In 1961, she starred in Vittorio De Sica's Two Women, a stark, gritty story of a mother who is raped while trying to protect her daughter in war-torn Italy. Originally cast as the daughter, Loren fought against type and was re-cast as the mother (actress Eleonora Brown would portray the daughter). Loren's performance earned her many awards, including the Cannes Film Festival's best performance prize, and an Academy Award for Best Actress, the first major Academy Award for a non-English-language performance and to an Italian actress. She won 22 international awards for Two Women. The film proved to be extremely well accepted by the critics and it was a huge commercial success.

Loren is known for her sharp wit and insight. One of her most frequently-quoted sayings is her quip about her famously-voluptuous figure: "Everything you see, I owe to spaghetti." However, on the December 20, 2009, episode of CBS News Sunday Morning, Loren denied ever saying the line.

During the 1960s, Loren was one of the most popular actresses in the world, and she continued to make films in both the U.S. and Europe, acting with leading male stars. In 1964, her career reached its zenith when she received $1 million to act in The Fall of the Roman Empire. In 1965, she received a second Academy Award nomination for her performance in Marriage Italian-Style.

Among Loren's best-known films of this period are Samuel Bronston's epic production of El Cid (1961) with Charlton Heston, The Millionairess (1960) with Peter Sellers, It Started in Naples (1960) with Clark Gable, Vittorio De Sica's triptych Yesterday, Today, and Tomorrow (1963) with Marcello Mastroianni, Peter Ustinov's Lady L (1965) with Paul Newman, the 1966 classic Arabesque with Gregory Peck, and Charlie Chaplin's final film, A Countess from Hong Kong (1967) with Marlon Brando.

Loren received four Golden Globe Awards between 1964 and 1977 as "World Film Favorite - Female."[11]

Mid-career and musical recordings

Once she became a mother, Loren worked less. Most of her acting during the next two decades was in Italian features. During the 1970s, she was paired with Richard Burton in the last De Sica-directed movie, The Voyage (1974), and a remake of the film Brief Encounter (1974). In 1976 she starred in The Cassandra Crossing, a disaster film featuring such veteran stars as Richard Harris, Martin Sheen, and Ava Gardner. She also co-starred with Marcello Mastroianni in Ettore Scola's A Special Day (1977), an Italian film for which she was nominated for several awards. Loren then starred in the Hollywood thrillers Brass Target (1978), set during World War II, and Firepower (1979), that had a moderate success. In 1980, Loren portrayed herself, as well as her mother, in a made-for-television biopic adaptation of her autobiography titled Sophia Loren: Her Own Story. Actresses Ritza Brown and Chiara Ferrari played Loren at younger ages. In 1981, she became the first female celebrity to launch her own perfume, Sophia, and a brand of eyewear followed soon thereafter.[10] She made headlines in 1982 when she served an 18-day prison sentence in Italy on tax evasion charges, a fact that didn't damage her career or popularity. In fact, Bill Moore, then employed at Pickle Packers International advertising department, sent her a pink pickle-shaped trophy for being "the prettiest lady in the prettiest pickle". She acted infrequently during the 1980s and turned down the role of Alexis Carrington in 1981 on the TV series Dynasty and although she was set to star in thirteen episodes of CBS' Falcon Crest in 1984 as Angela Channing's half-sister Francesca Gioberti, negotiations fell through at the last moment and the role instead went to Gina Lollobrigida. Sophia, preferring to devote more time to raising her sons.[12][13] In 1988 she starred in the miniseries The Fortunate Pilgrim.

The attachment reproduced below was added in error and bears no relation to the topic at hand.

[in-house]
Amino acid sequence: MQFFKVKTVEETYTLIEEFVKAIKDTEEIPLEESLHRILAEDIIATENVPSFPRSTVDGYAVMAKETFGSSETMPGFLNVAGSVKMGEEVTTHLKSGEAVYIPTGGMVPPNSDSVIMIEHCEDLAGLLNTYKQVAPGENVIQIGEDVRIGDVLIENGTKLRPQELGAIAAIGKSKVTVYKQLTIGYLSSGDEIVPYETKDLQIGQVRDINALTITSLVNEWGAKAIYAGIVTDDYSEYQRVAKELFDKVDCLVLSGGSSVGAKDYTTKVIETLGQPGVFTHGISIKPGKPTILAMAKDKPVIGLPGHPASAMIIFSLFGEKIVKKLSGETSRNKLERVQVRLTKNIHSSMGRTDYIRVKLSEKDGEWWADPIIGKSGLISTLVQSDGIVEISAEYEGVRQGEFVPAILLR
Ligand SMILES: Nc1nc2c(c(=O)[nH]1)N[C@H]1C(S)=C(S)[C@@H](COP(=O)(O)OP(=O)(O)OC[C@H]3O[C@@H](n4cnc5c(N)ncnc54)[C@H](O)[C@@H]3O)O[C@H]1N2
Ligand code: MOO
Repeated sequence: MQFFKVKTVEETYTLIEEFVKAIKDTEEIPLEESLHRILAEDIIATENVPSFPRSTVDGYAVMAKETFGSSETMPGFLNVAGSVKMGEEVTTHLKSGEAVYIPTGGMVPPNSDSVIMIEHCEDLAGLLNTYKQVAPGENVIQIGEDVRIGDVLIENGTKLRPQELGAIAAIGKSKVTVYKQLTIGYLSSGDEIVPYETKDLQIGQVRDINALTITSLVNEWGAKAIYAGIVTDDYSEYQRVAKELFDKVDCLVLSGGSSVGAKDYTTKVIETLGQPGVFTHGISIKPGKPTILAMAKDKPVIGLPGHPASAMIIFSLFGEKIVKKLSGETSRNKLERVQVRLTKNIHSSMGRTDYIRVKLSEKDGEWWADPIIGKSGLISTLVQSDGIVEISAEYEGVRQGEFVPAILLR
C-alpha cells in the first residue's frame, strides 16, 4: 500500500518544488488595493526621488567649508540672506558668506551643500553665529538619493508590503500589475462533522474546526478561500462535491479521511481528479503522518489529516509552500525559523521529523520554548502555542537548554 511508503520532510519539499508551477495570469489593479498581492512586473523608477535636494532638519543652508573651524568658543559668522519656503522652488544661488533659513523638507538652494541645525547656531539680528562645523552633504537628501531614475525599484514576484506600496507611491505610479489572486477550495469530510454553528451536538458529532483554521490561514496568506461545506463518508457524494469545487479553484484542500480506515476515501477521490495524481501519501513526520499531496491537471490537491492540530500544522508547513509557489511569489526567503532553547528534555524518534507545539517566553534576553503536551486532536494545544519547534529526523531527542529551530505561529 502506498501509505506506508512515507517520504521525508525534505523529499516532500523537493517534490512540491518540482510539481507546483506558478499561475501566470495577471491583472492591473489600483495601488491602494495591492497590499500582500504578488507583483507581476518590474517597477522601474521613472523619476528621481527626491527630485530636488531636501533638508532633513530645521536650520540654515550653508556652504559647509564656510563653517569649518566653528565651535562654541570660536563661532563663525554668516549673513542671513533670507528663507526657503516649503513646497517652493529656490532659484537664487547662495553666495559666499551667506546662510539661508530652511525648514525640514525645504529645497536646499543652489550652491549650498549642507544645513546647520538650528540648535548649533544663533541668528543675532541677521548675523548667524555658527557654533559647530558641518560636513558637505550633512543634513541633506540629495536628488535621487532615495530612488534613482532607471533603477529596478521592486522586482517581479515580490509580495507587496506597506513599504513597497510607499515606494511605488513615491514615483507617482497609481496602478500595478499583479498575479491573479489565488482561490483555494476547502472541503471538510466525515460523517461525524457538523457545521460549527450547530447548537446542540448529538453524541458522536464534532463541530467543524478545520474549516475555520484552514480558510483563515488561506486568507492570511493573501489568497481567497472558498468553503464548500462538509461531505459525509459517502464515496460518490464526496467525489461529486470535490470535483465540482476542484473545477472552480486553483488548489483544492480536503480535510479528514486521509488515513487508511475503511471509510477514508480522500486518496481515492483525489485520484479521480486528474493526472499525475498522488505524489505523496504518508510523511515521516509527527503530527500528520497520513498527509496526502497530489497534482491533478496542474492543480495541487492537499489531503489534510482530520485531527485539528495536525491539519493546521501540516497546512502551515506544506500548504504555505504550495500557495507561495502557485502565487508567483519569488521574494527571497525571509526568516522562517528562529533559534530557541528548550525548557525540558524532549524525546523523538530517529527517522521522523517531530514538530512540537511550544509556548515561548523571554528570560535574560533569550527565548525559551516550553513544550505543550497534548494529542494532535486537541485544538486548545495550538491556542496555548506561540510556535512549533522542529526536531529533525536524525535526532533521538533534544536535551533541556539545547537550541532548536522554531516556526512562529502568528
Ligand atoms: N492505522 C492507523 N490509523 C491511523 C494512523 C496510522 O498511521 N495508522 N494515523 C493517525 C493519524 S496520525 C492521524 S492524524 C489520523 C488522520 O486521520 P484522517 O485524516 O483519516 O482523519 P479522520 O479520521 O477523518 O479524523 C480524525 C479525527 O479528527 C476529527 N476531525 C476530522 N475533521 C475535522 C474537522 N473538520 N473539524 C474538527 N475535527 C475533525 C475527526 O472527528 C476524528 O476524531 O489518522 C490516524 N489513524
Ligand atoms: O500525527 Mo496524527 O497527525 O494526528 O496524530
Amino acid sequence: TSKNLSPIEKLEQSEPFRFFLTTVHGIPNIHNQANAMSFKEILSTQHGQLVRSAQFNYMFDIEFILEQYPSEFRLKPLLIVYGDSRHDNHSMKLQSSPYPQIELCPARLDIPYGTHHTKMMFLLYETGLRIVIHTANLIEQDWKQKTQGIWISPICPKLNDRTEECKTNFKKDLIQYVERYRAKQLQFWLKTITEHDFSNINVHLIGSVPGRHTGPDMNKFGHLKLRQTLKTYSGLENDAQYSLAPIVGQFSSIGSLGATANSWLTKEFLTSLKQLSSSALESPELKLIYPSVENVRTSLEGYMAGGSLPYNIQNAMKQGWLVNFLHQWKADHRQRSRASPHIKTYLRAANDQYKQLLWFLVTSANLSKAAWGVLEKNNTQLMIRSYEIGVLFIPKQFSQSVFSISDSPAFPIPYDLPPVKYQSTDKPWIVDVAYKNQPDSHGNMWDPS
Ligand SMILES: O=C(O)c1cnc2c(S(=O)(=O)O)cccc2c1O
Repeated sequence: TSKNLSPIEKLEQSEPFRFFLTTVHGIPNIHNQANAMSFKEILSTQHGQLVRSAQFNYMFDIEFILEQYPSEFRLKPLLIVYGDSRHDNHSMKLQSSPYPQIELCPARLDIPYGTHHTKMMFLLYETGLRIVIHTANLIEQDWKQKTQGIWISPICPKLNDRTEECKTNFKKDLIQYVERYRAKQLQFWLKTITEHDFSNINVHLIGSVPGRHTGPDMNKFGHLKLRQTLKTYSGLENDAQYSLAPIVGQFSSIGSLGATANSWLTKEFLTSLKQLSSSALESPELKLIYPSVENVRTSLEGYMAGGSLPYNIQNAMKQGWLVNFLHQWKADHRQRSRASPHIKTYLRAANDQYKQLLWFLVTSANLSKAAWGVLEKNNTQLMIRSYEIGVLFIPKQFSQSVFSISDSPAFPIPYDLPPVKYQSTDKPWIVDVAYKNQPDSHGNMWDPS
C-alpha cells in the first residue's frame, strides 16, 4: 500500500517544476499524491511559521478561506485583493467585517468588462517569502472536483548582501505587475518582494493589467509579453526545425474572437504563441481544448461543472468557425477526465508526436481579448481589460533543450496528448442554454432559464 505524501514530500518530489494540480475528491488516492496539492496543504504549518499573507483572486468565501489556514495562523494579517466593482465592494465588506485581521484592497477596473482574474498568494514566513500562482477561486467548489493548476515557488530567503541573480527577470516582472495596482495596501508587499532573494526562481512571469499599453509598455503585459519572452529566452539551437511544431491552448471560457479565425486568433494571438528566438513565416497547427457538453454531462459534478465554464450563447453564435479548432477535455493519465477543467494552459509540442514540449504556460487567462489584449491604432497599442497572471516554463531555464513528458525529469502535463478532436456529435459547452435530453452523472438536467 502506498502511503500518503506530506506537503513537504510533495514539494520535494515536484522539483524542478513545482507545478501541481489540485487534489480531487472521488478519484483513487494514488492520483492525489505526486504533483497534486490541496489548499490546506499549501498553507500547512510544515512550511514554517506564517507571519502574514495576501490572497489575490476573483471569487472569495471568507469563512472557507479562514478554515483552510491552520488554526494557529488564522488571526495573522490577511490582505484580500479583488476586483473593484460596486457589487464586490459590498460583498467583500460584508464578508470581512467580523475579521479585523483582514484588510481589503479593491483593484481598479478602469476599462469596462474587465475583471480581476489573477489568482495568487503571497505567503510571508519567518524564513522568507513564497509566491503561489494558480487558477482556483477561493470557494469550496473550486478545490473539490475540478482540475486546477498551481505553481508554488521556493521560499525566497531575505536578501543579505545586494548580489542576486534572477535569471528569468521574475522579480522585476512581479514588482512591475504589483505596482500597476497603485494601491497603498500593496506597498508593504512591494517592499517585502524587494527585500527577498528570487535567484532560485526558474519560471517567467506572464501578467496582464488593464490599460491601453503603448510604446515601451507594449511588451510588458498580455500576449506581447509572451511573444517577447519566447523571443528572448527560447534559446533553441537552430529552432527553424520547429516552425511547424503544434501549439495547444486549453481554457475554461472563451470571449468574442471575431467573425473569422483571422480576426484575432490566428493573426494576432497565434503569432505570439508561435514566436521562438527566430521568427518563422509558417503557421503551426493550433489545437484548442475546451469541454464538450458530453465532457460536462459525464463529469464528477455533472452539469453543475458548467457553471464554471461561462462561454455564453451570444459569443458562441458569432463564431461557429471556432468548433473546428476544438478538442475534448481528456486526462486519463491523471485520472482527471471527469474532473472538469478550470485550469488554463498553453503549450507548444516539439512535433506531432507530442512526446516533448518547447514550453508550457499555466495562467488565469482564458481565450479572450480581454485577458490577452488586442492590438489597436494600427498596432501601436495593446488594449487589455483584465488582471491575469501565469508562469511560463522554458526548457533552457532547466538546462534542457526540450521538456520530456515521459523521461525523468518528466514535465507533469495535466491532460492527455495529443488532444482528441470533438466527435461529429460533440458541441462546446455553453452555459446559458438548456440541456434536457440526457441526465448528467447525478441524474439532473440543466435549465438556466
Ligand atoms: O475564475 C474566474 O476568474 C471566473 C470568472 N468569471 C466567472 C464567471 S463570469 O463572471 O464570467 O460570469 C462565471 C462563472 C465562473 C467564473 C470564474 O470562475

Loren has also recorded well over two dozen songs throughout her career, including a best-selling album of comedic songs with Peter Sellers; reportedly, she had to fend off his romantic advances. It was partly owing to Sellers' infatuation with Loren that he split with his first wife, Anne Howe. Loren has made it clear to numerous biographers that Sellers' affections were reciprocated only platonically. This collaboration was covered in The Life and Death of Peter Sellers where actress Sonia Aquino portrayed Loren. It is said that the song "Where Do You Go To (My Lovely)" by Peter Sarstedt was inspired by Loren.

Later career

In 1991, Loren received the Academy Honorary Award for her contributions to world cinema and was declared "one of the world cinema's treasures." In 1995, she received the Golden Globe Cecil B. DeMille Award. She presented Federico Fellini with his Honorary Oscar. In 2009 Loren stated on Larry King Live that Fellini had planned to direct her in a film shortly before his death in 1993.[14]

Throughout the 1990s and 2000s, Loren was selective about choosing her films and ventured into various areas of business, including cook books, eyewear, jewellery and perfume.

She received a Golden Globe nomination for her performance in Robert Altman's film Ready to Wear (1994), co-starring Julia Roberts.

In the comedy Grumpier Old Men (1995), Loren played a femme fatale opposite Walter Matthau, Jack Lemmon, and Ann-Margret. The film was a box-office success and became Loren's biggest U.S hit in years.[10]